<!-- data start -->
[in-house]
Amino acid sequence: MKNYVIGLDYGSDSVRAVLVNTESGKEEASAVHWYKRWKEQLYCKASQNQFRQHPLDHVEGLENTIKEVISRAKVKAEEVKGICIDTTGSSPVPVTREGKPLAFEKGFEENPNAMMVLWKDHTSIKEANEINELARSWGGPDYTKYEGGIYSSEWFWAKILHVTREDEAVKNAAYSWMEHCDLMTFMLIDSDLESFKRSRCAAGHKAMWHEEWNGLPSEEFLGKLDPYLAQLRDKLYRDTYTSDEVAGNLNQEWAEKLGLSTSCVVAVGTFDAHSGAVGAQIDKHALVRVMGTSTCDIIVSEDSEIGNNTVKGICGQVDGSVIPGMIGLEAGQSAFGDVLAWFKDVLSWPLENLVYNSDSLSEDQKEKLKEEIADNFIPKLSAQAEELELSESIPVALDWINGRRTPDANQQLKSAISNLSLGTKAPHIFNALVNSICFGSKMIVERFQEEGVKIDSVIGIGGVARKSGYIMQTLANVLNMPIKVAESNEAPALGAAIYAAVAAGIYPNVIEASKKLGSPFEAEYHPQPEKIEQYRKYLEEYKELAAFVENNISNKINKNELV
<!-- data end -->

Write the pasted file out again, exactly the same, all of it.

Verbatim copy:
[in-house]
Amino acid sequence: MKNYVIGLDYGSDSVRAVLVNTESGKEEASAVHWYKRWKEQLYCKASQNQFRQHPLDHVEGLENTIKEVISRAKVKAEEVKGICIDTTGSSPVPVTREGKPLAFEKGFEENPNAMMVLWKDHTSIKEANEINELARSWGGPDYTKYEGGIYSSEWFWAKILHVTREDEAVKNAAYSWMEHCDLMTFMLIDSDLESFKRSRCAAGHKAMWHEEWNGLPSEEFLGKLDPYLAQLRDKLYRDTYTSDEVAGNLNQEWAEKLGLSTSCVVAVGTFDAHSGAVGAQIDKHALVRVMGTSTCDIIVSEDSEIGNNTVKGICGQVDGSVIPGMIGLEAGQSAFGDVLAWFKDVLSWPLENLVYNSDSLSEDQKEKLKEEIADNFIPKLSAQAEELELSESIPVALDWINGRRTPDANQQLKSAISNLSLGTKAPHIFNALVNSICFGSKMIVERFQEEGVKIDSVIGIGGVARKSGYIMQTLANVLNMPIKVAESNEAPALGAAIYAAVAAGIYPNVIEASKKLGSPFEAEYHPQPEKIEQYRKYLEEYKELAAFVENNISNKINKNELV